In the mornings, fishermen laid out their nets right out front of the hotel to sell straight to the restaurant: various local fish including the tasty pomfret, as well as tiger prawns, squid, and blue scampi.

    We ate at different cafes of the dozens which line the cliff, and all serve seafood the same way, asking you to choose how you want it dressed and cooked. My favorites were grilled with tandoori spices and baked in banana leaf with ginger garlic butter. With every meal we had naan(instead of rice) and veggie curries such as marrow, potato-cauliflower, coconut.

    Varkala reminded me of Berkeley, in its laidback vibe (and herb-friendliness), with mostly backpacker types or people on long tours of India. We spent all our nights on the cliff, where in addition to the lively cafes, the strip is dotted with Ayurvedic massage parlors, hostels, and souvenir shops. Didn't find any distinctive handicrafts, instead bought colorful graphic tees with stencil designs of Hindu gods, Hindi script, Kingfisher logo, etc.- kitschy yet wearable- about $3 each after haggling.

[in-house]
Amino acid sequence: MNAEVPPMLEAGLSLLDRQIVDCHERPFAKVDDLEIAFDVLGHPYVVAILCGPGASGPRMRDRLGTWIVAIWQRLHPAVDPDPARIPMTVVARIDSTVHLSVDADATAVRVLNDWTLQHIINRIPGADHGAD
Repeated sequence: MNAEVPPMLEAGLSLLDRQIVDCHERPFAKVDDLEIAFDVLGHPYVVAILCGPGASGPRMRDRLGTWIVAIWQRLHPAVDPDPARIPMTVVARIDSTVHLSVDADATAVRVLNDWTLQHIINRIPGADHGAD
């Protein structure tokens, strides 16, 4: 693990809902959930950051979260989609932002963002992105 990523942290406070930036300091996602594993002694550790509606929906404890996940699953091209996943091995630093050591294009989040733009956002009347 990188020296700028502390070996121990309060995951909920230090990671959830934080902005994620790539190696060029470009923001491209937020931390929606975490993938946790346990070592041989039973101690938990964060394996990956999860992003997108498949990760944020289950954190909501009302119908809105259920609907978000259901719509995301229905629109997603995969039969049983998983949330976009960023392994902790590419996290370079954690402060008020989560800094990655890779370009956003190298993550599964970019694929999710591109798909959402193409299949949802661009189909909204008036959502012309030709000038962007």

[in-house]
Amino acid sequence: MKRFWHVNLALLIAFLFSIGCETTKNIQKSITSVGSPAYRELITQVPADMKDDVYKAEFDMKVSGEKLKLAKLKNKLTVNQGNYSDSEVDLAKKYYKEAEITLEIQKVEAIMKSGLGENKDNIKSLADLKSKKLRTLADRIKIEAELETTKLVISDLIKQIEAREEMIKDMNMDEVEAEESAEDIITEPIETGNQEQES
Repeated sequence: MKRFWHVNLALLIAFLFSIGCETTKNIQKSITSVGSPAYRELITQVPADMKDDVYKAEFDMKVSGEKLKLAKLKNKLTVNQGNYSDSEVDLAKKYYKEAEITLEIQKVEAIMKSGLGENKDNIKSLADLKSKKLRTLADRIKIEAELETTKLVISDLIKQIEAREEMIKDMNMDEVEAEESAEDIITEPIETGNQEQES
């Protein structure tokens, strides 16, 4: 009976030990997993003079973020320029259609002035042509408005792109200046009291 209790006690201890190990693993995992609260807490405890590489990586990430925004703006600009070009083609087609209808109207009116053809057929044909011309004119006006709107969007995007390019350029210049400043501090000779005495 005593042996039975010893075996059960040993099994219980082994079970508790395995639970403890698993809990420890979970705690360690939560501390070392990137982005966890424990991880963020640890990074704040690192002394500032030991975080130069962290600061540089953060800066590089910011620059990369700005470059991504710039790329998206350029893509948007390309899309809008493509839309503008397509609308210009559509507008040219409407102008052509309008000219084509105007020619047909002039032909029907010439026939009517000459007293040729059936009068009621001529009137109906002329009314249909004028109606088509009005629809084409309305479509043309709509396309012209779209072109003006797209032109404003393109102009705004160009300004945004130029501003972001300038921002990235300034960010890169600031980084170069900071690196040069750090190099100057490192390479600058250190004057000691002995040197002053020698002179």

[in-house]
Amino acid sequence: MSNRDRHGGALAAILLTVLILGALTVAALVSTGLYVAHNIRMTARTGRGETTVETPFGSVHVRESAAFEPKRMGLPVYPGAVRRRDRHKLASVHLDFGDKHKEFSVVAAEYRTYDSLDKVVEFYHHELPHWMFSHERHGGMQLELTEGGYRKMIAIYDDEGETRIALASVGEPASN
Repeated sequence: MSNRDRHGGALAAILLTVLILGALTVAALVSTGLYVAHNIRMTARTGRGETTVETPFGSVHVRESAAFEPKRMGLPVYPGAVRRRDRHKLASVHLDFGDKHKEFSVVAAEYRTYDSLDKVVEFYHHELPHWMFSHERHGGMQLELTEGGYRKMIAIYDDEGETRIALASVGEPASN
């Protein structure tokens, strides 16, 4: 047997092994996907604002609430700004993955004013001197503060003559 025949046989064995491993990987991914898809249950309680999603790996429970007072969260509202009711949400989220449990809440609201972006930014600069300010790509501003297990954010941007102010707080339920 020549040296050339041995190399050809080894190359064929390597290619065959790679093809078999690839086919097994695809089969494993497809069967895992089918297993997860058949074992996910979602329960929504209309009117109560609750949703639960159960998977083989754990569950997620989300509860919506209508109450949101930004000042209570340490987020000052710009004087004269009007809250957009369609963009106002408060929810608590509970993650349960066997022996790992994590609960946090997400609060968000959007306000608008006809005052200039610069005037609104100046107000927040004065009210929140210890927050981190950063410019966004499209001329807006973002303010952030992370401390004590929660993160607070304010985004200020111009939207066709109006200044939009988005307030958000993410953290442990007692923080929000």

The most memorable aspect of Varkala for me was seeing the 'emerging economy' visibly in action in the town's local economy. All young Keralites spoke decent English and you see innovative touches in the cafes and businesses.

    One hotel staffer told us, "To see Kerala you need a month, and to see India at least two years." With the tiny bit we saw of this province, and previous trips to Bangalore and Delhi, not even scratching the surface of what there is to see in this great vast nation, I fully agree!

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    Thanks for writing about the backwaters trip and sharing your experience. Did you use any tour operator to book this trip or booked it yourself?. Can you please share?

    We are considering taking a houseboat booking from Iris Holidays based in Kerala and was wondering whether it is a good tour operator